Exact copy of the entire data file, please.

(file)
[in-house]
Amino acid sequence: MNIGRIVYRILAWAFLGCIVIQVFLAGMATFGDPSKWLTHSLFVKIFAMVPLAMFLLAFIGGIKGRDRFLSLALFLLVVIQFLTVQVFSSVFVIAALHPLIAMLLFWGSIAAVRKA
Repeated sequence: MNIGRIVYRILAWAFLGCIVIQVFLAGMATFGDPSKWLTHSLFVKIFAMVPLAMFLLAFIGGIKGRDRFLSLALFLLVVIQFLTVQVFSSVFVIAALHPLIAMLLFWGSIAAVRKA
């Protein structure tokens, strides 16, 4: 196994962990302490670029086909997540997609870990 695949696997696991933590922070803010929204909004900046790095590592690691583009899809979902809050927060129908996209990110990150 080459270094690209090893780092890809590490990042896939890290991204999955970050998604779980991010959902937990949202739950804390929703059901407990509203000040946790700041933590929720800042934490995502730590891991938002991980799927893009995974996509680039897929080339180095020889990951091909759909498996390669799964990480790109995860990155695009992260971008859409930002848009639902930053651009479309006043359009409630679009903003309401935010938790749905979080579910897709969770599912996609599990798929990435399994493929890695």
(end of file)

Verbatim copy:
[in-house]
Amino acid sequence: MNIGRIVYRILAWAFLGCIVIQVFLAGMATFGDPSKWLTHSLFVKIFAMVPLAMFLLAFIGGIKGRDRFLSLALFLLVVIQFLTVQVFSSVFVIAALHPLIAMLLFWGSIAAVRKA
Repeated sequence: MNIGRIVYRILAWAFLGCIVIQVFLAGMATFGDPSKWLTHSLFVKIFAMVPLAMFLLAFIGGIKGRDRFLSLALFLLVVIQFLTVQVFSSVFVIAALHPLIAMLLFWGSIAAVRKA
């Protein structure tokens, strides 16, 4: 196994962990302490670029086909997540997609870990 695949696997696991933590922070803010929204909004900046790095590592690691583009899809979902809050927060129908996209990110990150 080459270094690209090893780092890809590490990042896939890290991204999955970050998604779980991010959902937990949202739950804390929703059901407990509203000040946790700041933590929720800042934490995502730590891991938002991980799927893009995974996509680039897929080339180095020889990951091909759909498996390669799964990480790109995860990155695009992260971008859409930002848009639902930053651009479309006043359009409630679009903003309401935010938790749905979080579910897709969770599912996609599990798929990435399994493929890695």